However, on your payroll, you already have someone knowledgeable in running a server. It’s the one who helped you set up your cloud computer and API. It is part of his job description to grow in skills and responsibilities to help you self-host your services if need be. He can seek the help of the 6 software developers too. To increase the capacity to host email, chat, blog and code repository, you upgrade your cloud computer to the one that costs ₹4000 per month. But you can stop the services of Gmail, WordPress.com, Slack and GitHub. Your monthly cost will go down to a pithy ₹4000 per month instead of ₹18,265, saving a whopping ₹14,265 per month.


Can someone break into your personal library and steal your books? Are there fire extinguishers and sprinklers to protect books and the reader in case of fire? Are the shelves securely fixed and books arranged properly? You don’t want the shelf and the books coming crashing down on you when you pull one book out.


Security concerns are part of hosted software too. Services can crash and make themselves unavailable. Hackers can get to your server and its data. You need to swiftly remove old employees from the system and revoke all their rights, especially if the parting wasn’t amicable. You need ways to log all activity and protect the system from possible misdeeds of those who are themselves in charge of the system and its protection. Setting up security for your hosted services can take the same time as or even more than setting up the service itself.

Are you starting your own paid service?

A very important question is also: are you planning to ever open up your personal library to the public and sell memberships? Do you have enough following and contacts to be able to set up a business and corner your intended market? What will be your unique offering compared to other libraries around, such that readers would want to be members with you. Can you sell membership for other services that your infrastructure (room and shelves) can provide? E.g. movie collection, documentaries? Entry fees for the museum of handicrafts purchased during your travels, etc?


Such efforts can be easily made with software too. Once you have set up self-hosted services, you can approach other businesses which trust you and offer to host services for them. Your self-hosted services will then start to pay for themselves and even start making profits for you.

When do I start with self-hosted?

If server infrastructure is part of your business requirements (e.g. to host an API or clients’s data) and if you have the necessary expertise within the team, you should start with self-hosted services on day 1 of your company. Before you have invested your money, time and data into a third party service. Otherwise, you should start today and expect to use your self-hosted service from the next month or from the next quarter. Why so long? Two reasons. You need to test your self-hosted service extensively before pulling the plug on the third party option. Second, you need to find a way to migrate data from the third party service to your own. Third party services are notorious in setting up such that you find it next to impossible to move away from them. The worst case is to copy-paste your data from the third party service to yours word-by-word or line-by-line.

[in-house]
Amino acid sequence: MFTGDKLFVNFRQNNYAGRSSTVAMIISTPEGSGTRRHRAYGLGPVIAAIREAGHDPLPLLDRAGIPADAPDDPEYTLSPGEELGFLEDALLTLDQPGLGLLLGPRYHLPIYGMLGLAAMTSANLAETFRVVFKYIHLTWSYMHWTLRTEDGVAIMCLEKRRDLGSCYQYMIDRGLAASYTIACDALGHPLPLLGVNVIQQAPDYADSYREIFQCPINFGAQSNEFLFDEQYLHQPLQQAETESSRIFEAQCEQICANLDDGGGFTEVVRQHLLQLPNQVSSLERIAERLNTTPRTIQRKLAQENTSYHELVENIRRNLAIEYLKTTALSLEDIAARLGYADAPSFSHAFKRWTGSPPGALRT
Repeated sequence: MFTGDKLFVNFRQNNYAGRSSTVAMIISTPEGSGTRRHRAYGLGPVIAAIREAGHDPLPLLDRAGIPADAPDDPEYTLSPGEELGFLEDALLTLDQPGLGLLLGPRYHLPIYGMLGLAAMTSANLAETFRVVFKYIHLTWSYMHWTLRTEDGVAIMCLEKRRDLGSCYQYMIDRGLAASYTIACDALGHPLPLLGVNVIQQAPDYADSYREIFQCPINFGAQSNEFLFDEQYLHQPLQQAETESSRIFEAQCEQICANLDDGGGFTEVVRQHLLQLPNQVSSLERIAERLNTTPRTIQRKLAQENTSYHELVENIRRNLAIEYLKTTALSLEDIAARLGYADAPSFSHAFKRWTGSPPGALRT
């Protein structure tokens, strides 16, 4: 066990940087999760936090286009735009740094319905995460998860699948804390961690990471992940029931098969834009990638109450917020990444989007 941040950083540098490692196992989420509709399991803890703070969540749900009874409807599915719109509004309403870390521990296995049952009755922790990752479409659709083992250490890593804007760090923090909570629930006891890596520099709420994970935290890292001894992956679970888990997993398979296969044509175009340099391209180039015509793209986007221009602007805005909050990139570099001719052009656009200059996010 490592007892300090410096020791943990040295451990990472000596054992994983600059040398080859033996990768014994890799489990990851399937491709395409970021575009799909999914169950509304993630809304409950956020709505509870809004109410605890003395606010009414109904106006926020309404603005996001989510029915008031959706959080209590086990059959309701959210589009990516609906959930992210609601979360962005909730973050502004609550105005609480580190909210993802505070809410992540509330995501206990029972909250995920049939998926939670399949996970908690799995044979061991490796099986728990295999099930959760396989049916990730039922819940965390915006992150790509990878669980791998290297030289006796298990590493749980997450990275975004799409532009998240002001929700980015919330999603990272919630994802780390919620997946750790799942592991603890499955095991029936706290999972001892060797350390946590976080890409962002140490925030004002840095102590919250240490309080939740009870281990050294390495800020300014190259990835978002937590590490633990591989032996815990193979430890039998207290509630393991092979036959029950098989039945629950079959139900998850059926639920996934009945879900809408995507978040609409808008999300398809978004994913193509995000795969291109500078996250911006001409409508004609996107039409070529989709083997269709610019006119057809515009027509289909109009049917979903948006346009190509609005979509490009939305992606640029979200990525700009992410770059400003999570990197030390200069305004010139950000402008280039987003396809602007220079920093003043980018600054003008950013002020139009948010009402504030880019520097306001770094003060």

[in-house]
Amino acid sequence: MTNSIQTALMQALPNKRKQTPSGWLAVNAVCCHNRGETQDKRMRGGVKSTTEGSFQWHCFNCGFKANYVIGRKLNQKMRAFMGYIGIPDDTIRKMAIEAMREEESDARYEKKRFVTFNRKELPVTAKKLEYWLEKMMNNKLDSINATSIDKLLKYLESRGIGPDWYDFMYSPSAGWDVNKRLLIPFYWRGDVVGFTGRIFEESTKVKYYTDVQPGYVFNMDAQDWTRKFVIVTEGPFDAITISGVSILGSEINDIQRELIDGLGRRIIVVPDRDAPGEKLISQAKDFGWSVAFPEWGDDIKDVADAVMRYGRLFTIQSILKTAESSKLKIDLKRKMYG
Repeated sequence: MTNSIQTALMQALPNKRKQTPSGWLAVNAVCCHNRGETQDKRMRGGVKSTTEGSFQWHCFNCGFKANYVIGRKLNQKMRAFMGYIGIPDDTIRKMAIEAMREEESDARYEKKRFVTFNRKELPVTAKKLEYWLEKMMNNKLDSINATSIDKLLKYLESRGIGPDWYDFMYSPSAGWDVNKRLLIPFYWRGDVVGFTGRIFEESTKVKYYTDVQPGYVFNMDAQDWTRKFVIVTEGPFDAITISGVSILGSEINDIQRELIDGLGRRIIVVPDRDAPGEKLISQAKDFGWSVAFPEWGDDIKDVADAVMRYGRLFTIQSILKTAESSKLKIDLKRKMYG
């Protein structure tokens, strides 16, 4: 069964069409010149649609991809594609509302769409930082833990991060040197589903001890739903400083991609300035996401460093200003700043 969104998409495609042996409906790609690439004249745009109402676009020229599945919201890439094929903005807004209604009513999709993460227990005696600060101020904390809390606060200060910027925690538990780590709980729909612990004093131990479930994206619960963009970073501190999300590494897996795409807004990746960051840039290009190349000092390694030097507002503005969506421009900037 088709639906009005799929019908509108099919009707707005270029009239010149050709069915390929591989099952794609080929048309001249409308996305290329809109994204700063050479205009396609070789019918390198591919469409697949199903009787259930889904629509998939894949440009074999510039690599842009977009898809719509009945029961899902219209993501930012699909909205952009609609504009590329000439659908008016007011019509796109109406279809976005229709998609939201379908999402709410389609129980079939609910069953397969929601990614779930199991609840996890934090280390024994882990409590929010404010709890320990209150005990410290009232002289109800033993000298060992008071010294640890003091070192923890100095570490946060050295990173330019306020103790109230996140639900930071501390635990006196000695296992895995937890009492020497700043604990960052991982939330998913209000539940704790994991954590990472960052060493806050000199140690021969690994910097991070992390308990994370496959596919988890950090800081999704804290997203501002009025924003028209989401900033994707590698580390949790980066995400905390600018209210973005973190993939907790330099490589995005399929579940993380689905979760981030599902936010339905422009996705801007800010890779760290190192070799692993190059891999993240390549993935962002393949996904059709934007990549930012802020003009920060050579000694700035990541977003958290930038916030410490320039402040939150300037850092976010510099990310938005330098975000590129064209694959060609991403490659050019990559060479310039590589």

How do I start?

Start with installing a self-hosted service and then trying it out at every opportunity that you can, alongside your favourite third party service.
E.g. if you need to send a mail to your team, send one using your favourite third party service such as Gmail and send another using your self-hosted one to test it. Make a note of the results, i.e. if all the intended recipients got the email in their regular inbox and not in spam.
Use Google Calendar and your self-hosted calendar and check if the alarms fire as intended.
At every opportunity, use both the services to check if your self-hosted service matches the performance of the third party service and if the results are the same. If the results between the self-hosted and third-party service match for a week, you can stop using the 3rd party service.

Where do I look for alternatives to 3rd party?

An excellent resource for this information is AlternativeTo. It is a crowd-sourced and curated repository on alternatives to software. There is an option in AlternativeTo to show options which are self-hosted. Try it today to see if you can find a self-hosted alternative to your own 3rd party solution.

Self-hosting on Tech 101

I practise what I preach. This blog is hosted using WordPress software that I installed on my cloud server on Linode. Another blog We Are The Living is on the same server.

The server also has a self-hosted Email service using software services named PostfixDovecot and Rain Loop. Over the next month, I am moving to more self-hosted services on my server, the first step being moving to Piwik instead of Google Analytics for analytics on my blog’s performance.

All my software code resides on a Git service that I installed on the cloud server. They are not on Github.

Based on my experience, I am also writing a series of books on how to use Ubuntu to self-host various services such as email, WordPress, chat, Git and other services useful in the corporate world. I will post announcements about them on this blog.


Hosting your own services can be very liberating. It puts the services and your organisation’s data under your control. Besides it also opens up a stream of income for you. But is it the right solution for you? I hope that this post helps you think in the right direction and brings you to the answer.